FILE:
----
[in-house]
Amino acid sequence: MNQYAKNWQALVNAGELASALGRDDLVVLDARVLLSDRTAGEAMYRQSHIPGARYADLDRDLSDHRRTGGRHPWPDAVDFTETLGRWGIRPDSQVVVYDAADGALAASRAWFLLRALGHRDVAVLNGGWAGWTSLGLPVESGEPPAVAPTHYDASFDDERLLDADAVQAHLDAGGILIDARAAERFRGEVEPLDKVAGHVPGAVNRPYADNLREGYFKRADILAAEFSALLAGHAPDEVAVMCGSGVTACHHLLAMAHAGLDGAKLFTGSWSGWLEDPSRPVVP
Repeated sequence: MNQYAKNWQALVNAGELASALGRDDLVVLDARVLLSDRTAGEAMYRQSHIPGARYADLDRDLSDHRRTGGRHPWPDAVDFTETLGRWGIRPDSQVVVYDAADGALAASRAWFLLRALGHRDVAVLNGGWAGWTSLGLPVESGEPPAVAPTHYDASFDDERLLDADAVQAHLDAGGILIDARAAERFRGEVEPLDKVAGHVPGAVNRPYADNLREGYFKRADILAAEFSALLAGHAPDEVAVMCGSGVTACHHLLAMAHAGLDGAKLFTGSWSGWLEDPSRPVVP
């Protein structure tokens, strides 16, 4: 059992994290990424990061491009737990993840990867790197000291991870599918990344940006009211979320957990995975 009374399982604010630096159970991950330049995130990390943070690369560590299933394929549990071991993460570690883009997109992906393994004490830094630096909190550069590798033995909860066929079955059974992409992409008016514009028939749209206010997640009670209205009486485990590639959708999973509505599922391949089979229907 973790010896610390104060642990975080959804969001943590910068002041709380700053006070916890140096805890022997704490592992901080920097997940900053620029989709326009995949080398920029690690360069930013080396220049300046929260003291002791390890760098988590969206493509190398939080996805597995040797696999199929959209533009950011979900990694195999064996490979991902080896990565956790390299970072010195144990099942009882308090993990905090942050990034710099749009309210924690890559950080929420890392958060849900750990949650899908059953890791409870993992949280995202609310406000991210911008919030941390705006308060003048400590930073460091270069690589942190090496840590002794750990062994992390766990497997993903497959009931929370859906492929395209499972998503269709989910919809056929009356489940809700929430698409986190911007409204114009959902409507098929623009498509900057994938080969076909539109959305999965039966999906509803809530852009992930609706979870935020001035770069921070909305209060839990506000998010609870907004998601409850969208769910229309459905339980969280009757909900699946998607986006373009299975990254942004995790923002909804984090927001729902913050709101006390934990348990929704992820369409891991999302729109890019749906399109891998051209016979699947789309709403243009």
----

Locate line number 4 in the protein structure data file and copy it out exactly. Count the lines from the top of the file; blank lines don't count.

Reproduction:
């Protein structure tokens, strides 16, 4: 059992994290990424990061491009737990993840990867790197000291991870599918990344940006009211979320957990995975 009374399982604010630096159970991950330049995130990390943070690369560590299933394929549990071991993460570690883009997109992906393994004490830094630096909190550069590798033995909860066929079955059974992409992409008016514009028939749209206010997640009670209205009486485990590639959708999973509505599922391949089979229907 973790010896610390104060642990975080959804969001943590910068002041709380700053006070916890140096805890022997704490592992901080920097997940900053620029989709326009995949080398920029690690360069930013080396220049300046929260003291002791390890760098988590969206493509190398939080996805597995040797696999199929959209533009950011979900990694195999064996490979991902080896990565956790390299970072010195144990099942009882308090993990905090942050990034710099749009309210924690890559950080929420890392958060849900750990949650899908059953890791409870993992949280995202609310406000991210911008919030941390705006308060003048400590930073460091270069690589942190090496840590002794750990062994992390766990497997993903497959009931929370859906492929395209499972998503269709989910919809056929009356489940809700929430698409986190911007409204114009959902409507098929623009498509900057994938080969076909539109959305999965039966999906509803809530852009992930609706979870935020001035770069921070909305209060839990506000998010609870907004998601409850969208769910229309459905339980969280009757909900699946998607986006373009299975990254942004995790923002909804984090927001729902913050709101006390934990348990929704992820369409891991999302729109890019749906399109891998051209016979699947789309709403243009």